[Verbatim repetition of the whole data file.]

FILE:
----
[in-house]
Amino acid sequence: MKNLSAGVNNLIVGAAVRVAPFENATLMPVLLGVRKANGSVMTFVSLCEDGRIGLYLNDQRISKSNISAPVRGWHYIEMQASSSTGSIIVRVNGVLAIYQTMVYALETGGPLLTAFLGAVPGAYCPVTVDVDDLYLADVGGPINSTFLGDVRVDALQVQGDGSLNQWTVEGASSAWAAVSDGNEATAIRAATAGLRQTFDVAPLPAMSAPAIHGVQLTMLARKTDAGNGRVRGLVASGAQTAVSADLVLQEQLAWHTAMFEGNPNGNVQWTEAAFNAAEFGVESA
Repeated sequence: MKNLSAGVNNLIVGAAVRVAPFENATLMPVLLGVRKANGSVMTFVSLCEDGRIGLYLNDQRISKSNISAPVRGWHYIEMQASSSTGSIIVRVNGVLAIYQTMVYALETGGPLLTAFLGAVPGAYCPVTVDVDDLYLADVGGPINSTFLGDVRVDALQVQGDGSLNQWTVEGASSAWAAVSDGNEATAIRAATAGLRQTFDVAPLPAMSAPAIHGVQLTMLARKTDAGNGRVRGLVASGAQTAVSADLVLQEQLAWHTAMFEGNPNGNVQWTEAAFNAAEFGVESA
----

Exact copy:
[in-house]
Amino acid sequence: MKNLSAGVNNLIVGAAVRVAPFENATLMPVLLGVRKANGSVMTFVSLCEDGRIGLYLNDQRISKSNISAPVRGWHYIEMQASSSTGSIIVRVNGVLAIYQTMVYALETGGPLLTAFLGAVPGAYCPVTVDVDDLYLADVGGPINSTFLGDVRVDALQVQGDGSLNQWTVEGASSAWAAVSDGNEATAIRAATAGLRQTFDVAPLPAMSAPAIHGVQLTMLARKTDAGNGRVRGLVASGAQTAVSADLVLQEQLAWHTAMFEGNPNGNVQWTEAAFNAAEFGVESA
Repeated sequence: MKNLSAGVNNLIVGAAVRVAPFENATLMPVLLGVRKANGSVMTFVSLCEDGRIGLYLNDQRISKSNISAPVRGWHYIEMQASSSTGSIIVRVNGVLAIYQTMVYALETGGPLLTAFLGAVPGAYCPVTVDVDDLYLADVGGPINSTFLGDVRVDALQVQGDGSLNQWTVEGASSAWAAVSDGNEATAIRAATAGLRQTFDVAPLPAMSAPAIHGVQLTMLARKTDAGNGRVRGLVASGAQTAVSADLVLQEQLAWHTAMFEGNPNGNVQWTEAAFNAAEFGVESA